Double Up On Sabine lake

Be a good scout and be prepared when you set off to take both speckled trout and redfish at these Sabine Lake sites this month.

Dr. Kelly Rising of Beaumont caught the Sabine Lake record trout -- an 11-pound, 12-ounce monster -- by drift-fishing over a scattered shell bottom.
Photo by Robert Sloan

The water was still a tad chilly as Ken Chaumont and I slipped over the edge of the 22-foot Pathfinder boat on the south shoreline of Sabine Lake. The water was clear and loaded with mullet, the sun was shining, and things couldn't have been better.

"If we don't catch trout and reds here, it's time to call in the dogs and put out the fire," said Chaumont. "These are prime-time fishing conditions."

I had fished that same water two days prior to our trip, and had caught several nice trout and three reds to 9 pounds.

"We've got a good tide and plenty of mullet," I said. "That's the best one-two combination you can have on Sabine."

I tied on a clear Super Spook Jr., and Ken knotted a bone/chartreuse Stanley Wedge Tail to the end of his line. Both lures -- mullet imitations that are proven big-trout and redfish baits on this bay -- had been hot as a firecracker for several days on the lower end of Sabine Lake. During May, the shorelines of Sabine teem with mullet on which trophy-class trout feed avidly, so it's a classic match-the-hatch situation.

But you never know where the best bite is going to be! Some days it'll be on top; on others, it'll be along the bottom.

It didn't take us long to figure out what was going on. I could hardly make a cast without having the Super Spook Jr. hammered by a big red, and Chaumont was having no problem finding trout on the 3 1/2-inch Wedge Tail. But by day's end, we were using big topwater plugs over scattered shell to catch some pretty nice trout. It was the type of fishing that locals on Sabine Lake have come to expect during May.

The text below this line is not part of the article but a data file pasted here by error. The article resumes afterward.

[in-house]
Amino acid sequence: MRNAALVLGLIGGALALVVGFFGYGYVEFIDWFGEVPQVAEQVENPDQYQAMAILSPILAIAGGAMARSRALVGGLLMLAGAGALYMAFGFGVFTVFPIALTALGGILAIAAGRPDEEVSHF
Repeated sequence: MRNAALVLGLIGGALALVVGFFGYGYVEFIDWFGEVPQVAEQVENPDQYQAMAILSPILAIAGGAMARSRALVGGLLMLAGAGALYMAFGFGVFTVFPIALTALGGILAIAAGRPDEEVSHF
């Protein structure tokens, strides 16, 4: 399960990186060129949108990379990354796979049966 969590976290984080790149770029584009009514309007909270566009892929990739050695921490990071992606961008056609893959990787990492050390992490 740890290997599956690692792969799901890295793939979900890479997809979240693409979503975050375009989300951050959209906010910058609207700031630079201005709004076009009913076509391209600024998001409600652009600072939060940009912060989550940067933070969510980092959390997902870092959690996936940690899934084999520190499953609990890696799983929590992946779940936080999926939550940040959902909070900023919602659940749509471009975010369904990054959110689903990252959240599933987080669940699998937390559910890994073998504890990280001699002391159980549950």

Sabine Lake is widely recognized as a trophy-trout venue. One of the most successful anglers here is Dr. Kelly Rising. A Beaumont resident who grew up fishing Sabine Lake, this is the guy who caught the lake-record speckled trout, which weighed 11 pounds, 12 ounces.

When he caught the lake-record speck -- on a chartreuse-colored TopDog, by the way -- Rising was in his Pathfinder boat, drift-fishing over a big flat with scattered shell. That was toward the end of March. From about that time until the beginning of June, you'll see a whole lot of Sabine Lake pros fishing wide-open flats freckled with shell reefs. What was so unusual about Rising's catch is that he was fishing in muddy water, on a tide that was 2 feet high. But like many good trout fishermen, he was keying on two things: scattered shell and plenty of baitfish.

According to Rising, one very important thing to remember is that big trout are very spooky. His advice is to drift-fish from your boat once you're in an area of big trout; he'll even lay off using the trolling motor. He makes long casts, and will almost always be throwing some sort of a mullet-imitation plug.

A few of the most popular mullet-imitation topwater plugs on the lake would be the Heddon Super Spook, Super Spook Jr., She Dog and Top Dog. All of them big topwater plugs that can be cast a country mile, they make a considerable racket with built-in rattles as they waddle back and forth across the surface like some kind of big ol' mullet -- just the type of lure action that drives big trout crazy.

It's the same with redfish. Sabine Lake has one of the best redfish populations on the entire Texas Gulf Coast. They can be caught year 'round, but one of the best times to catch them on topwater plugs is during May.

What's so great about Sabine during May is that you can double up on big reds and trout on any given day. One of the best days of fishing I've ever experienced was on Sabine during May, just a few years back.